There's a class of play that seems so highbrow – so self-confident in the intelligence of its concept – that if you find you don't understand it, you feel the fault must lie with you. It's so tempting, and so easy, to applaud the intent; to read the blurb on the flyer, and paraphrase it as your own. But no, dear reader, I shall not play that game. Tomorrow Creeps is either an hour-long joke that simply isn't funny, or an artistic self-indulgence that's embraced its own conceit to the point that nothing else remains.
The basic idea of David Fairs' script is to take fragments of text from Shakespearean works, and assemble them to form a new story. The dialogue hops in and out of soliloquys, abandons iconic lines part-way through, and references familiar concepts from several plays – without ever entirely committing to any of them. Sometimes the effect resembles a concordance of themed quotations; at other times it's more of a free-association game. Very little of it actually makes sense.
Which would be fine if they were doing an avant-garde absurdist kind of thing, where not making sense is the point of it all. But I don't think that's what's happening here. I picked up enough fragments of plot to make it deeply frustrating that I didn't understand more; there's a captive man and a cruel leader, a woman who's a wife (and might also be a devil), occult spells hidden in sonnets, and a message in the eye-socket of a skull. Some concepts – like the shifting power balance, represented by characters taking turns to sit on the one and only chair – looked genuinely intriguing. But you can't stay intrigued for long by a story you simply can't follow.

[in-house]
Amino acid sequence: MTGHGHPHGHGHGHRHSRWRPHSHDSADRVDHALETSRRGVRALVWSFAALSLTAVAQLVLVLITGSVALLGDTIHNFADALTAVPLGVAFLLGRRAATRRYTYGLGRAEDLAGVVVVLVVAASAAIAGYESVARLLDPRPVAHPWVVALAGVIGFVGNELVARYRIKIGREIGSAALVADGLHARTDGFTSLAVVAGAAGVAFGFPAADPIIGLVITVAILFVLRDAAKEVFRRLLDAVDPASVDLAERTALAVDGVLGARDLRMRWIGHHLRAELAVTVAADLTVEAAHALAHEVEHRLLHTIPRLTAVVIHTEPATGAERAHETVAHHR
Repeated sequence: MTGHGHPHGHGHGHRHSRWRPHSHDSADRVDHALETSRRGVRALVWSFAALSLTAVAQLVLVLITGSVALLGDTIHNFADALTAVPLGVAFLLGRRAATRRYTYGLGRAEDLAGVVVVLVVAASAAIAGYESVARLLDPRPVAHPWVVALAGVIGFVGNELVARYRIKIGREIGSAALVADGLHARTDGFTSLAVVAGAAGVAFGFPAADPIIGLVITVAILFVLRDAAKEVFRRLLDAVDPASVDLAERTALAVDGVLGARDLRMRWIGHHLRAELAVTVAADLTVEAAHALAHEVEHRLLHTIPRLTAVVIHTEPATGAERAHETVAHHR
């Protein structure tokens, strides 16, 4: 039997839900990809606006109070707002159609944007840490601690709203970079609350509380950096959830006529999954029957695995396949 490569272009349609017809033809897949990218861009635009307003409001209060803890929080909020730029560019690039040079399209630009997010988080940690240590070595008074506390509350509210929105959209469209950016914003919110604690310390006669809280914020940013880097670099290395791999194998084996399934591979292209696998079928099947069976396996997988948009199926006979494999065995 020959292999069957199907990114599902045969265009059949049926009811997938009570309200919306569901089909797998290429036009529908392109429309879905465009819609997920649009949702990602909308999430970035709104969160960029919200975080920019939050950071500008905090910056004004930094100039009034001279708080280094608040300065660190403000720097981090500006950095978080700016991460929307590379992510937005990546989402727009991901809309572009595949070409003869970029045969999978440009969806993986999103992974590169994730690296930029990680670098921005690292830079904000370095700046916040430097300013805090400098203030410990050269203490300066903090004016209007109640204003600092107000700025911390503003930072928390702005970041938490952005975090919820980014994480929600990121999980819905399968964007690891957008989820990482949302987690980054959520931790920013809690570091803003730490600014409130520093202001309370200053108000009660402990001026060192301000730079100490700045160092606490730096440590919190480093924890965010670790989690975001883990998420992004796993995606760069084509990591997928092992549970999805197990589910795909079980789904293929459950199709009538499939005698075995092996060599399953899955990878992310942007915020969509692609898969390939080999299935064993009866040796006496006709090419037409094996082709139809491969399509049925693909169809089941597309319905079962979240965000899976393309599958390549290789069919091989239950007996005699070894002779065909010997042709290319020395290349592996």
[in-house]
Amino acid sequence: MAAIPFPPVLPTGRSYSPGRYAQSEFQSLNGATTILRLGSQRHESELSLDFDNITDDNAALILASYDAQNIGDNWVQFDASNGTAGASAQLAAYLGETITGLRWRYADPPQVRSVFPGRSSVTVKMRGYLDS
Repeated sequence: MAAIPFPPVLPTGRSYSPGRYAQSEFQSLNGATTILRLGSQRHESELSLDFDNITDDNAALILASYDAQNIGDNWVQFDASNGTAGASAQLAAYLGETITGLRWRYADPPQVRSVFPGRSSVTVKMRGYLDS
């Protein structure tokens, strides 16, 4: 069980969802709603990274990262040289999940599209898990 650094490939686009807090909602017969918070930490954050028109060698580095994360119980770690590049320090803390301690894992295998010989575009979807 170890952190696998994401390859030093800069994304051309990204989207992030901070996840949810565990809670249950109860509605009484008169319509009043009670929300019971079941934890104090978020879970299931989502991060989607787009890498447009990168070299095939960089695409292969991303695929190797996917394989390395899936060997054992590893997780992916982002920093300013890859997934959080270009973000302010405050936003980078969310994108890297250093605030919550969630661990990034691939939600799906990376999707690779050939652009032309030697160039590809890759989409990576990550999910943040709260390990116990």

There's also, and I can't quite believe I'm about to write this, a pause for Wuthering Heights. Not the Brontë version, the Kate Bush one – complete with lines lifted from the lyrics, and actions echoed from the video. "So cold!" says one character. "I hated you!" replies the other. Is this a pastiche? Was I meant to find it funny? I genuinely have no idea.
To be fair, the production values are high and the performances seem strong. The tone of the piece fits the dungeon-like space it's presented in; the lighting's nice. Too many lines are lost to a general cacophony of sound, but there's a fittingly Shakespearean timbre to the delivery, and a recognisable depth to the acting. On the other hand, it's impossible to judge whether the performances hit the right emotional marks when you simply haven't the slightest clue what's going on.
What makes Shakespeare echo down the ages isn't just his turn of phrase, but his talent for building timeless plots – ones which chime with our experience of the human condition, and so feel eternally meaningful and true. Dissolve those tales into a soup of lines, and you boil away the genius too. Who knew?